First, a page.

"Mountains Above the Sun" is a well-placed melodic instrumental break for anyone who wants to take a breather. The only heavy part is the last 15 seconds, though it sounds a little too bluesy. Meanwhile, the spaceship makes a quick pit-stop near Jupiter to get gas. Get it?? It's a gas giant, LOL!! "Ultimate Artificer" is NOT the ultimate Vektor song, but it definitely makes up for that boring interlude. In the original concept, this song is about the astronaut's ultimate goal to restore order for the galaxy in a matter of life and death. Meanwhile in my scenario, heavy gravity of Jupiter begins to pull the spaceship down and everyone on-board has to flip switches to activate hyperspeed. "Pteropticon" is another aggressive song and a better contender for the ultimate Vektor song. The spaceship breaks free from Jupiter and hyper-speeds through the rest of the Solar System, continuing the tour. "Psychotropia" is another psychotic highlight. "Pillars of Sand" is another song that starts calm before the chaotic storm. After the spaceship passes Saturn, Uranus, and Neptune, a shocking discovery has been found; Pluto is destroyed and reduced to numerous asteroids (a good theory about Pluto no longer becoming a planet). Then some missiles appear out of nowhere and begin hitting the spaceship. You put on an astronaut suit and helmet with tons of air supply and shoot yourself out of the airlock. You manage to escape just in time for the spaceship to be hit enough to collapse and explode.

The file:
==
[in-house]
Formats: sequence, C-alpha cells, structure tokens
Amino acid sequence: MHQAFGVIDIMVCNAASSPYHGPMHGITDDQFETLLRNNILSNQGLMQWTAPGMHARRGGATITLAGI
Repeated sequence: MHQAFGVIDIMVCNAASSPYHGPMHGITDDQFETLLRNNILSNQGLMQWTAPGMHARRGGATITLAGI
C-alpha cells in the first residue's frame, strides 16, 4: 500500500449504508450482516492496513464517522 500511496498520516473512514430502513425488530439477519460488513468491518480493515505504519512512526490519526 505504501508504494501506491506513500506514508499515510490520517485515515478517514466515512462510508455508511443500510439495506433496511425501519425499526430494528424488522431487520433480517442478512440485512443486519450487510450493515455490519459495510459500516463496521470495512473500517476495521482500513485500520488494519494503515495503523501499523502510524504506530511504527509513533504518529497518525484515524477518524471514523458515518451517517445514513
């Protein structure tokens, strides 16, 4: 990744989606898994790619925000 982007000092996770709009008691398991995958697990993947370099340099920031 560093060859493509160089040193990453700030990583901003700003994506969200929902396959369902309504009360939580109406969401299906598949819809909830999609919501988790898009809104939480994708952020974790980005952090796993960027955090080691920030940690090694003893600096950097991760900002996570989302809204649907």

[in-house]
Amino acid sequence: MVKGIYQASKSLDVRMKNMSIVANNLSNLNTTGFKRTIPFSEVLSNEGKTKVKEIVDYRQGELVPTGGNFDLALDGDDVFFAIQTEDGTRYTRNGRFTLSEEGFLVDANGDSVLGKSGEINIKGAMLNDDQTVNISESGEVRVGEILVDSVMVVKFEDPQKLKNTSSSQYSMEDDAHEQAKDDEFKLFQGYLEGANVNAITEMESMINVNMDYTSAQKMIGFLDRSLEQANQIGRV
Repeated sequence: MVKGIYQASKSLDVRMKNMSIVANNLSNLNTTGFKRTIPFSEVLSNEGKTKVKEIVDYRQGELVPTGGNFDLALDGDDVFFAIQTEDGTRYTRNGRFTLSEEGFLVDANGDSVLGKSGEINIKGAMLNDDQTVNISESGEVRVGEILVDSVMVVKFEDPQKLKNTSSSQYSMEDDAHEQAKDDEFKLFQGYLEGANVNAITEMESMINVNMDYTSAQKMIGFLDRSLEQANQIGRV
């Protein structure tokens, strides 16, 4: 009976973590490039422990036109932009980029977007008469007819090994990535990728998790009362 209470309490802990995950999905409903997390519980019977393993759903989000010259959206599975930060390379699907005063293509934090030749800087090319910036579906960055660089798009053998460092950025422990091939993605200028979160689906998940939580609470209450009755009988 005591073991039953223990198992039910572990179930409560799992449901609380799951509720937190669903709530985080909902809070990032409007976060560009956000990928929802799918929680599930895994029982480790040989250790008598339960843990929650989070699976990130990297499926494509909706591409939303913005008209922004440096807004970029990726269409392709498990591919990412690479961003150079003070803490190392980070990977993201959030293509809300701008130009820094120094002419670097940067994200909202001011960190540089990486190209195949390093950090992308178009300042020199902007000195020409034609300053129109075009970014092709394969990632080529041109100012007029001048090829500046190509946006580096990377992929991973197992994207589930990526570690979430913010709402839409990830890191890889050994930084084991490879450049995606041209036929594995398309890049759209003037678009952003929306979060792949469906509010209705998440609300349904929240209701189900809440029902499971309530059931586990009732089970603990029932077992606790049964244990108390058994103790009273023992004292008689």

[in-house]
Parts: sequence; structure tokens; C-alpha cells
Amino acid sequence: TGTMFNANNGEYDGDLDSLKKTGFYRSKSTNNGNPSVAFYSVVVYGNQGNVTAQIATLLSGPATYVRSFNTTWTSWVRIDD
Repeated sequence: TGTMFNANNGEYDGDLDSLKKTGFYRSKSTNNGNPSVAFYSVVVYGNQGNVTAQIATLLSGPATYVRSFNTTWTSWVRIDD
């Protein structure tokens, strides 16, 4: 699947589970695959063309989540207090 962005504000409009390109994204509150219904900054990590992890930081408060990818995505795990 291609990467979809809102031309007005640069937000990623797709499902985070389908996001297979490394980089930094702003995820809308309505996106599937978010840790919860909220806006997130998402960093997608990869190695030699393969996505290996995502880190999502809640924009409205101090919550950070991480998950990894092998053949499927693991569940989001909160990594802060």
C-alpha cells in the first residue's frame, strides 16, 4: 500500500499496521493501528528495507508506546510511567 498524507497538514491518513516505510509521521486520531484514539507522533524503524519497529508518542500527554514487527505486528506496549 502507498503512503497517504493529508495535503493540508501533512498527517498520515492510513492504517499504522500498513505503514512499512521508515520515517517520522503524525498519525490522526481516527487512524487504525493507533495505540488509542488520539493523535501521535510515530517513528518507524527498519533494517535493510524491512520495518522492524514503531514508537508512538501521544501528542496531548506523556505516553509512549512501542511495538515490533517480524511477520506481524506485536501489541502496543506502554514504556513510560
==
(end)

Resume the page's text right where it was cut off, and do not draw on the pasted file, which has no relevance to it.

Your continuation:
"Collapse" is, in my opinion, probably the weakest track of the album, maybe even by the band, while still standing strong. The first half is a cheesy power ballad with David DiSanto's attempt in clean singing that isn't so great but doesn't affect it too much. In my scenario, after watching the spaceship explode with everyone in it perishing, you float in the remains of Pluto and lose hope in returning home. As jazzy clean guitar strumming plays and the growling coincides with the clean singing, you begin wondering what those missiles were about and why they destroyed the spaceship. When the heaviness returns, which greatly makes up for that unstable first half, you notice another spaceship run by an alien army from another galaxy who are planning on destroying the Solar System from Pluto to the Sun. You don't know what to do about it, but luckily there's an asteroid heading your direction, so you land safely on it and begin riding the asteroid.